1. Good question. I've definitely consider the (I think used briefly) the d20 + full ability score >= 20 method in the past. Paul Siegel does this regularly as his core mechanic, and its fine.

My interest is (a) to hew a bit more closely to the OD&D text when possible, (b) to be close to a d6-and-d20 game (at least for the DM), and (c) recognize that my ability to improvisationally gauge new difficulty levels is cruder than the combat-defined stuff. (Also that out-of-combat is psychically less detail-attentive than in combat.)

And of course I'm table-minimalist so I prefer the elegance of some d6's over a new table to lookup. YMMV. (Meanwhile on my desktop I have a method to replace the Star Frontiers d% ability table with an exponential formula method, so I'm consistent-ish like that.)

2. Hm, but you need a table for the ability score modifiers under the current regime. You probably just don't think about it because you have the table memorized, but for someone who's new (and possibly already familiar with the 3E-and-beyond modifiers, which increase in different steps than your OED modifiers) it still requires a table lookup to convert the 3d6 roll into a usable modifier. So switching to a d% roll that directly produces the modifier would just be trading one table for a different one.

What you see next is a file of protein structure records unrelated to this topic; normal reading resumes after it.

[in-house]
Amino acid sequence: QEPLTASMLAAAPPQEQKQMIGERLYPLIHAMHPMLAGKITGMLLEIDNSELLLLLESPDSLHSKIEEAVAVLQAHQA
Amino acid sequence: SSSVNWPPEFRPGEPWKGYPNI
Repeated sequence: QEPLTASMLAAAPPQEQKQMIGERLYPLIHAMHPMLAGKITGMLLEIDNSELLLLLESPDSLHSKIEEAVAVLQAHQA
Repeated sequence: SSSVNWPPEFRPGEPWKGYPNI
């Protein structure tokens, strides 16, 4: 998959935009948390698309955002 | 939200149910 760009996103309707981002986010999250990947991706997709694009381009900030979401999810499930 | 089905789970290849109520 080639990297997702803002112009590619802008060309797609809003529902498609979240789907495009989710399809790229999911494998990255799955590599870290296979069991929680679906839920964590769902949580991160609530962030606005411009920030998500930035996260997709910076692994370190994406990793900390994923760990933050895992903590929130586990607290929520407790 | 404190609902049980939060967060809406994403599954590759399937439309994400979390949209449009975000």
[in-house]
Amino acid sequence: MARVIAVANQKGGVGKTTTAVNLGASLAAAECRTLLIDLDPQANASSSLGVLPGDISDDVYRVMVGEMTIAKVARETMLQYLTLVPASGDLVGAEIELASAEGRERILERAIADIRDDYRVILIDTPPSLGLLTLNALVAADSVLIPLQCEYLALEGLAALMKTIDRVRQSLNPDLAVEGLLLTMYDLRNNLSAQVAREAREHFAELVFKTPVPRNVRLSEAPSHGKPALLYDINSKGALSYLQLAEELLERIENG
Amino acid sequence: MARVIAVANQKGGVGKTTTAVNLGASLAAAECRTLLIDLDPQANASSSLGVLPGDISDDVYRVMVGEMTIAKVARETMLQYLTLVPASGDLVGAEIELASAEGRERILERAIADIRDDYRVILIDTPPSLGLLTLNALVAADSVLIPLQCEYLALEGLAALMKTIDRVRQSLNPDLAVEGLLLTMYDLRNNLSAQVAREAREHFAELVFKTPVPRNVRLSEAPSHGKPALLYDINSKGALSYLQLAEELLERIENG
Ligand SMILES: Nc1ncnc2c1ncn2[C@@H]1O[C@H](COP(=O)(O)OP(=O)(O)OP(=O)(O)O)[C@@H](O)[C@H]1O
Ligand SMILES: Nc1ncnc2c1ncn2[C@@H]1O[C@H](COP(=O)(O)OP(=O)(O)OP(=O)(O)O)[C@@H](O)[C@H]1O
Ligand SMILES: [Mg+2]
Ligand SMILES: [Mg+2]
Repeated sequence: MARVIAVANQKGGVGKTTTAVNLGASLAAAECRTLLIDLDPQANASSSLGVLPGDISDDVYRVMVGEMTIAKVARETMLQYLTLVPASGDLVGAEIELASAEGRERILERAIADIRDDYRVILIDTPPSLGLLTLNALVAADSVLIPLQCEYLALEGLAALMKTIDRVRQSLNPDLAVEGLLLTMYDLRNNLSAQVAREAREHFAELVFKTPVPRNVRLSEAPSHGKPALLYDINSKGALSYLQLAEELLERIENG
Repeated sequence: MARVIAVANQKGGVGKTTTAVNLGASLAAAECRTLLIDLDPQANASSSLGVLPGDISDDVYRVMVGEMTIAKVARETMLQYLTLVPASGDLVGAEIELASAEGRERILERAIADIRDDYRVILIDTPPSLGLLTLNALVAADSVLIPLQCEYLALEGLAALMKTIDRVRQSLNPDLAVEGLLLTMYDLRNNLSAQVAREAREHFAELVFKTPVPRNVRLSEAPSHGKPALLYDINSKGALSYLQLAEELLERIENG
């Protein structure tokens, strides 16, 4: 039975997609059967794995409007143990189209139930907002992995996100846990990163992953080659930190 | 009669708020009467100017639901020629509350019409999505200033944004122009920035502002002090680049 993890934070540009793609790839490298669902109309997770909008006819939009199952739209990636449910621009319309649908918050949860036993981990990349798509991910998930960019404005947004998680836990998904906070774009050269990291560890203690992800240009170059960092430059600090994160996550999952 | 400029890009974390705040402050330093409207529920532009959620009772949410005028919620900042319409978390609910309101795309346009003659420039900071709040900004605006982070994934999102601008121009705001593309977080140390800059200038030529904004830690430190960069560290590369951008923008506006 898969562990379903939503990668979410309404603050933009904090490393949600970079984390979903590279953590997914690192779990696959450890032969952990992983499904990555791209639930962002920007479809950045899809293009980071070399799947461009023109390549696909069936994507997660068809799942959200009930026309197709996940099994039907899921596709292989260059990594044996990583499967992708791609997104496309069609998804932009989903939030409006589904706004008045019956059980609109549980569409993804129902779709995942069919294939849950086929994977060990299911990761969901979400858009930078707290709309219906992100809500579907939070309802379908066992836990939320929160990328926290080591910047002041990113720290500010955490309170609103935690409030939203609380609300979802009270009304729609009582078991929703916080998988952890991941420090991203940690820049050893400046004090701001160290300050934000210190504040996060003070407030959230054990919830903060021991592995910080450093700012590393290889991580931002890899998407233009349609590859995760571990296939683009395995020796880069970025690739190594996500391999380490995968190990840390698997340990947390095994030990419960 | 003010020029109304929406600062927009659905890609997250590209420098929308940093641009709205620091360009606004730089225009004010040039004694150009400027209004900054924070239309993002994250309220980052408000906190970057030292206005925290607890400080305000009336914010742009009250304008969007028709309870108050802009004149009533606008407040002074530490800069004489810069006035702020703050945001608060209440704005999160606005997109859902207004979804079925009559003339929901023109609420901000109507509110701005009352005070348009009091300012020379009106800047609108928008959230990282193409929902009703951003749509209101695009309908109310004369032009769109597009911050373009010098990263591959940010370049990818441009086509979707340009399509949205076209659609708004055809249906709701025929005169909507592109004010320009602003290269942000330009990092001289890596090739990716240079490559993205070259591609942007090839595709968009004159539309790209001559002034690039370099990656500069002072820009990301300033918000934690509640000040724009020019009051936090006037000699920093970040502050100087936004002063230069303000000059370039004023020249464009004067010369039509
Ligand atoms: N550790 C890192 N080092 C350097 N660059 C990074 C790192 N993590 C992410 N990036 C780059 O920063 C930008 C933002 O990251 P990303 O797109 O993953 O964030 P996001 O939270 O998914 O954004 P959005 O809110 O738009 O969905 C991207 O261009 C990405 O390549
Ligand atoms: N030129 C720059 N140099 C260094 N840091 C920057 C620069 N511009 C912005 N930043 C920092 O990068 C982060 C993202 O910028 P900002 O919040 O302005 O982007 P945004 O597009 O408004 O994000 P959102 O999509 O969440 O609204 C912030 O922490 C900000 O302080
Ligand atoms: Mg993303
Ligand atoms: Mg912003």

As an aside, I think the fuzzy nature of improvisationally assigning difficulty levels is why the d20 system and its derivatives always make the DC a multiple of 5, which is actually even slightly cruder than a difference of 1 on a d6. Of course, it's your system so your preferences are king, but it would certainly be just as easy in practice to use a Target 20 roll and assign modifiers in multiples of plus or minus 5 - or perhaps 4, the key is just consistency and keeping the standard bonus/penalty large enough that there's no 3E-style deluge of +1's.

3. Yeah, that's all very reasonable. I get why the 5-point increments are used, but the mismatch in granularity between die and target gives me a little nails-on-chalkboard feeling. Another thing is I worry that some players will cringe at a possibly double-digit addition requirement, like 18 + 19 or something. (Unlike the combat bonuses which are practically all single-digits through mid-level games.)